Feedback - Facebook Likes can provide great feedback about your content. You might think that your content is the best out there, but ultimately your audience will decide if that is the case. You can have the most talented team of writers, but if people are not engaging with your content, then something is not right with your content. While your content may be well written, is it driving quality visitors to your site? Is this reflective in your bottom line?

Trust - nothing attracts a crowd like a crowd and having people like your content can go a long way in building trust with your audience. Sure not everybody clicks on the "like" buttons, but then again not everyone links to you either. Social engagement triggers, not links, will provide a more accurate assessment of how the audience feels about your website.

Social engagement signals are the way of the future. There is no easier social engagement signal than the Facebook Like button to implement or monitor.

Resources

How to get a Facebook Like Button
Facebook Like Button Celebrates First Birthday


Editor's Note: Ironically enough, we have temporarily had to remove our very our Facebook Like button as it was causing technical issues. Look for it to reappear soon.

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posted by PlanetNim Caretaker @ Monday, April 25, 2011   4 comments
Free Keyword Research Kit from Wordsream
Saturday, April 16, 2011
Wordstream has launched a free keyword research kit that acts as a guide to analyzing keyword competition, with contributions from industry thought leaders like Aaron Wall, Rand Fishkin, Michael Gray, and 32 other search experts.  The kit features:
  • Two white papers on keyword research, one on keyword grouping and one on keyword research for social media
  • A Keyword Cheat Sheet (a quick refresher document on keyword research best practices, tools, and myths)
  • A Keyword Monitoring Worksheet (a preformatted spreadsheet to help you calculate opportunities from a traffic, rankings, and conversion perspective).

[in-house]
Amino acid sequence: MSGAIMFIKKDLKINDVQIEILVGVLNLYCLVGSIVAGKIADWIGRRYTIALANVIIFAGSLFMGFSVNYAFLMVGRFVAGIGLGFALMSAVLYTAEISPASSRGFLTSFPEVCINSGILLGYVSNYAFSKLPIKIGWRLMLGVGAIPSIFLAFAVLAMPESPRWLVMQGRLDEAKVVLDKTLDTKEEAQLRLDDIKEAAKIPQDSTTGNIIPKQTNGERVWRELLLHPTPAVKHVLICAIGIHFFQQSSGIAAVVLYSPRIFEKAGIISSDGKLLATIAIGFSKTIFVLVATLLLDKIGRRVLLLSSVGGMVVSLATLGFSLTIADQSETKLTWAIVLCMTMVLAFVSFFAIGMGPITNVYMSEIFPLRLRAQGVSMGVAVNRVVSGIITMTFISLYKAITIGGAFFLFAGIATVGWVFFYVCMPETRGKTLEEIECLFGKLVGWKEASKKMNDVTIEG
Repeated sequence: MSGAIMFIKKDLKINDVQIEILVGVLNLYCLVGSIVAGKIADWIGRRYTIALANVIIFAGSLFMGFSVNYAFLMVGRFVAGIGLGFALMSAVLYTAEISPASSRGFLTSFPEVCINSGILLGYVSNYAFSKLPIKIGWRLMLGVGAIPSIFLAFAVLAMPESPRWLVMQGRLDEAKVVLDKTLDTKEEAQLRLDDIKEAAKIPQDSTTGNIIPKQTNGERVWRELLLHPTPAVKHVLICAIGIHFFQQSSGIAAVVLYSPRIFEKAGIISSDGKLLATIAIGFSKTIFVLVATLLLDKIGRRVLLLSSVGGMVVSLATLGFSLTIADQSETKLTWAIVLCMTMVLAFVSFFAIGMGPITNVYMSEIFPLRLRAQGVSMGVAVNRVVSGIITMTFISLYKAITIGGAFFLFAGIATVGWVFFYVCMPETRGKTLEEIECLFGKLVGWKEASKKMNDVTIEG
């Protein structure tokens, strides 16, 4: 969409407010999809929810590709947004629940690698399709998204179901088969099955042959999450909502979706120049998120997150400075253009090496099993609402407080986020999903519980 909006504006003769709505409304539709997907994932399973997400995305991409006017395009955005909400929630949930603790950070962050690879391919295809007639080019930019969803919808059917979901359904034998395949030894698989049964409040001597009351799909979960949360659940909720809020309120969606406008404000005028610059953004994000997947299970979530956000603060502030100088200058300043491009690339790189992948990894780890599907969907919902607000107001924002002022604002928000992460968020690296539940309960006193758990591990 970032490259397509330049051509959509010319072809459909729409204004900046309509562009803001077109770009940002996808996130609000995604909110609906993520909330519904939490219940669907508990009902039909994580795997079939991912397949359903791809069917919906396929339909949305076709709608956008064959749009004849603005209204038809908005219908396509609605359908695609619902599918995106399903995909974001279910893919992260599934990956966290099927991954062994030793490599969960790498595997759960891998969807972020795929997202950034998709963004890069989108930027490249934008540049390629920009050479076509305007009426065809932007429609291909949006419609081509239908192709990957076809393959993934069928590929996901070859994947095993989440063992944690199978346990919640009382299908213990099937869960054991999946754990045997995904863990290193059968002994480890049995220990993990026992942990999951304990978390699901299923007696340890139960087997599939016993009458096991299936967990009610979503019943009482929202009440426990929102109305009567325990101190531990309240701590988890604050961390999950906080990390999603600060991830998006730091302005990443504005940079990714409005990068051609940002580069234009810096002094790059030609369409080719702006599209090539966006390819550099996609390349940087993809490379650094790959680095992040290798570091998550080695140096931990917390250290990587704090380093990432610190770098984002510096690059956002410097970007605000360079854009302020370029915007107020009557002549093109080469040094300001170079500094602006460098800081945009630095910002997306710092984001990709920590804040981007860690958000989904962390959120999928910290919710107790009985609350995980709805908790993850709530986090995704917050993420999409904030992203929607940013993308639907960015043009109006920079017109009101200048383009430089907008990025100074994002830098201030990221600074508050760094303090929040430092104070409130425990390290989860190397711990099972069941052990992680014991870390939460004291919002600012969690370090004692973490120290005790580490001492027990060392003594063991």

• 4 Steps to Better Keyword Grouping – This white paper explains how to organize your keywords into actionable, Google-friendly groups in an easy four-step process. This tool allows you to plug in your keyword data every month and monitor trends in your rankings, traffic from SEO, and ultimately how your organic search engine marketing efforts are helping to drive your business.

 You can find the kit here: http://marketing.wordstream.com/KeywordResearchKit.html 


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posted by Jody @ Saturday, April 16, 2011   0 comments
The Personal Side of Search
Wednesday, April 06, 2011
I have said it a few times before, but the past year in Search was been one of great change. We saw the merger of Bing and Yahoo. We saw Google launch Caffeine allowing them to crawl the Web more quickly and effectively.  We have seen Google make ever increasing changes to their results pages.  More recently we have seen Google attempt to clean up web spam and low quality search results (although the verdict is still out on whether this has improved results or not) with their Panda algorithm update.  Search is continuing to evolve.

Gaining visibility via Search is no longer about links or meta tags.  It is more about engagement, quality content and clean architecture.  Most importantly it is about providing the information that searchers are looking for and being in the right time at the right place.  Gone are the days when a site can rank number one in Google for a given search query.  The days of placing in the top spot for a key phrase for an extended period are numbered.  Personalization of search results, social engagement signals such as "likes" or "re-tweets", and blended/universal results offering a richer experience have made the search results pages (SERPs) a dynamic jungle with ever increasing competition roaming around.  To add further difficulty is that engines such as Google are displaying multiple results (sometimes four, five, six or more) from the same domain.  So it is becoming increasingly difficult to climb into the prime real estate of a results page.  Organic search is really becoming a difficult means of driving traffic to your site.


We Are All at the Mercy of the Algorithms